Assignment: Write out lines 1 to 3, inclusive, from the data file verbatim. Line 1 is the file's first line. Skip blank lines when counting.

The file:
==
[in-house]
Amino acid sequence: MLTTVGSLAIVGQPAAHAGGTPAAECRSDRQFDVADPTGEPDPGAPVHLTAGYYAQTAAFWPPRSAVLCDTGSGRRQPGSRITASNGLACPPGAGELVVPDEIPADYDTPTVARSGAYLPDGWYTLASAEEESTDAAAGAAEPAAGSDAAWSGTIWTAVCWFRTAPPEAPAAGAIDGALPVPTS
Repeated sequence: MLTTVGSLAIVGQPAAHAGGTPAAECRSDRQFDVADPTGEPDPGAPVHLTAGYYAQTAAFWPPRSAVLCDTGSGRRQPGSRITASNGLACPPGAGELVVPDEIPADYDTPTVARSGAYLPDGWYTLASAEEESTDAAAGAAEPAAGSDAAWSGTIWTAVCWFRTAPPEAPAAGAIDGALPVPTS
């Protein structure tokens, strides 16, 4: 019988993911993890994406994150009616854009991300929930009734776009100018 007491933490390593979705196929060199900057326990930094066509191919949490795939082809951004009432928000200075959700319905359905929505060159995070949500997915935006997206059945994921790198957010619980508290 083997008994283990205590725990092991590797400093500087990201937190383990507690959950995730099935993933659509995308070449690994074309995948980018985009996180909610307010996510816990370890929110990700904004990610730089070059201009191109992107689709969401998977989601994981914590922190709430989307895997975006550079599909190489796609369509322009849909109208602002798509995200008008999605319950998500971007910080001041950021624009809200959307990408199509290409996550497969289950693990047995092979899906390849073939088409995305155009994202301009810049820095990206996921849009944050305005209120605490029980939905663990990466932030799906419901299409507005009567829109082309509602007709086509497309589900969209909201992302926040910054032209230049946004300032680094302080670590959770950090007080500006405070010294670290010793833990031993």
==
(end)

[in-house]
Amino acid sequence: MLTTVGSLAIVGQPAAHAGGTPAAECRSDRQFDVADPTGEPDPGAPVHLTAGYYAQTAAFWPPRSAVLCDTGSGRRQPGSRITASNGLACPPGAGELVVPDEIPADYDTPTVARSGAYLPDGWYTLASAEEESTDAAAGAAEPAAGSDAAWSGTIWTAVCWFRTAPPEAPAAGAIDGALPVPTS
Repeated sequence: MLTTVGSLAIVGQPAAHAGGTPAAECRSDRQFDVADPTGEPDPGAPVHLTAGYYAQTAAFWPPRSAVLCDTGSGRRQPGSRITASNGLACPPGAGELVVPDEIPADYDTPTVARSGAYLPDGWYTLASAEEESTDAAAGAAEPAAGSDAAWSGTIWTAVCWFRTAPPEAPAAGAIDGALPVPTS